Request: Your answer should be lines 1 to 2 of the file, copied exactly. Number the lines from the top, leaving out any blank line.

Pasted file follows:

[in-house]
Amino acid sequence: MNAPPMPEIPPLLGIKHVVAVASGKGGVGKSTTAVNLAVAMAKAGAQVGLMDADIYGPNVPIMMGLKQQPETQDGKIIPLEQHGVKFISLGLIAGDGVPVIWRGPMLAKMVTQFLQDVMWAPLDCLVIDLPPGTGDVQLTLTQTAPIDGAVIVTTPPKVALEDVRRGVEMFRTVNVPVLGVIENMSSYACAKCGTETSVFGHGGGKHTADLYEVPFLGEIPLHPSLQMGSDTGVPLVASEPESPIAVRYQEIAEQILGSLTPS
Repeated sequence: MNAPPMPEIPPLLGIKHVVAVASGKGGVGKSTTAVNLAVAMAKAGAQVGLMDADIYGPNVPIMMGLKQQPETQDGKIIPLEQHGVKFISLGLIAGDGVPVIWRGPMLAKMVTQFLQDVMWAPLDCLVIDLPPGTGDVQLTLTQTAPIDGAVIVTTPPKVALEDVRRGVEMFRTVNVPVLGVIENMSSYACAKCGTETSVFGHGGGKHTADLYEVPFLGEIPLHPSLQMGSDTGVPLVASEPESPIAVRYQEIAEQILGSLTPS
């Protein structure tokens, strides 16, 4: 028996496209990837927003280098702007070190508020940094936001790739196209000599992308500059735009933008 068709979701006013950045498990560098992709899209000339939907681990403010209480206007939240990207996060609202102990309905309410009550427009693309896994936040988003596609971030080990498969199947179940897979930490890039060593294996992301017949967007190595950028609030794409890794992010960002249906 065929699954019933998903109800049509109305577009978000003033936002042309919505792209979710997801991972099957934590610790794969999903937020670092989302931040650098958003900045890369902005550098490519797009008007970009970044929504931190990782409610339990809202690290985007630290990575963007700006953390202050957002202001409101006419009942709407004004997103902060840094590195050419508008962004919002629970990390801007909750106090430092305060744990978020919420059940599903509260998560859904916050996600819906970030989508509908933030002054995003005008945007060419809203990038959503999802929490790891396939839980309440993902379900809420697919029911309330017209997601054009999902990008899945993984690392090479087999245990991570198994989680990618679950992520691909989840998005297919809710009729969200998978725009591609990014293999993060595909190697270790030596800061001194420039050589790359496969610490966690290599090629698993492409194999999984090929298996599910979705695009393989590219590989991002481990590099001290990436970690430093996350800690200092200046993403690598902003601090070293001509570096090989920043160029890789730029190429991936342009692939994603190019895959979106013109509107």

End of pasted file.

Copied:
[in-house]
Amino acid sequence: MNAPPMPEIPPLLGIKHVVAVASGKGGVGKSTTAVNLAVAMAKAGAQVGLMDADIYGPNVPIMMGLKQQPETQDGKIIPLEQHGVKFISLGLIAGDGVPVIWRGPMLAKMVTQFLQDVMWAPLDCLVIDLPPGTGDVQLTLTQTAPIDGAVIVTTPPKVALEDVRRGVEMFRTVNVPVLGVIENMSSYACAKCGTETSVFGHGGGKHTADLYEVPFLGEIPLHPSLQMGSDTGVPLVASEPESPIAVRYQEIAEQILGSLTPS